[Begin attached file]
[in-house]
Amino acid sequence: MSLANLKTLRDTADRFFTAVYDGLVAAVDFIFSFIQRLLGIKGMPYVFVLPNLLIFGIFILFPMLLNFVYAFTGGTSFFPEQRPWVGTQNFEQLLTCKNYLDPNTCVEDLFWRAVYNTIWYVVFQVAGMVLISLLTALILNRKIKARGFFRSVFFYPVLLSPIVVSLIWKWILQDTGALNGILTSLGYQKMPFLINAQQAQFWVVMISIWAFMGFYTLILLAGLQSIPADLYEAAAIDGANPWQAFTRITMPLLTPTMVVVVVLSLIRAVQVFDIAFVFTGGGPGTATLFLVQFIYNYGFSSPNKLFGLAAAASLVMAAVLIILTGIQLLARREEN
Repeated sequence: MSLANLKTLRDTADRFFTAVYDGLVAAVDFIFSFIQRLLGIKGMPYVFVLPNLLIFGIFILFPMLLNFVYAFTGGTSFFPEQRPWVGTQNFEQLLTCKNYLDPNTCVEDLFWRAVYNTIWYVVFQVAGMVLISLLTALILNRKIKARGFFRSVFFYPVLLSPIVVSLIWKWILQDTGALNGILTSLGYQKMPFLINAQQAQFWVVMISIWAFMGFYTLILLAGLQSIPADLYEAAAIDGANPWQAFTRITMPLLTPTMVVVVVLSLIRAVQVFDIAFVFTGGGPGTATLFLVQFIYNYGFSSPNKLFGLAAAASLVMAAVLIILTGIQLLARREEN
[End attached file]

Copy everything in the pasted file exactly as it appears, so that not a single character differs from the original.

[in-house]
Amino acid sequence: MSLANLKTLRDTADRFFTAVYDGLVAAVDFIFSFIQRLLGIKGMPYVFVLPNLLIFGIFILFPMLLNFVYAFTGGTSFFPEQRPWVGTQNFEQLLTCKNYLDPNTCVEDLFWRAVYNTIWYVVFQVAGMVLISLLTALILNRKIKARGFFRSVFFYPVLLSPIVVSLIWKWILQDTGALNGILTSLGYQKMPFLINAQQAQFWVVMISIWAFMGFYTLILLAGLQSIPADLYEAAAIDGANPWQAFTRITMPLLTPTMVVVVVLSLIRAVQVFDIAFVFTGGGPGTATLFLVQFIYNYGFSSPNKLFGLAAAASLVMAAVLIILTGIQLLARREEN
Repeated sequence: MSLANLKTLRDTADRFFTAVYDGLVAAVDFIFSFIQRLLGIKGMPYVFVLPNLLIFGIFILFPMLLNFVYAFTGGTSFFPEQRPWVGTQNFEQLLTCKNYLDPNTCVEDLFWRAVYNTIWYVVFQVAGMVLISLLTALILNRKIKARGFFRSVFFYPVLLSPIVVSLIWKWILQDTGALNGILTSLGYQKMPFLINAQQAQFWVVMISIWAFMGFYTLILLAGLQSIPADLYEAAAIDGANPWQAFTRITMPLLTPTMVVVVVLSLIRAVQVFDIAFVFTGGGPGTATLFLVQFIYNYGFSSPNKLFGLAAAASLVMAAVLIILTGIQLLARREEN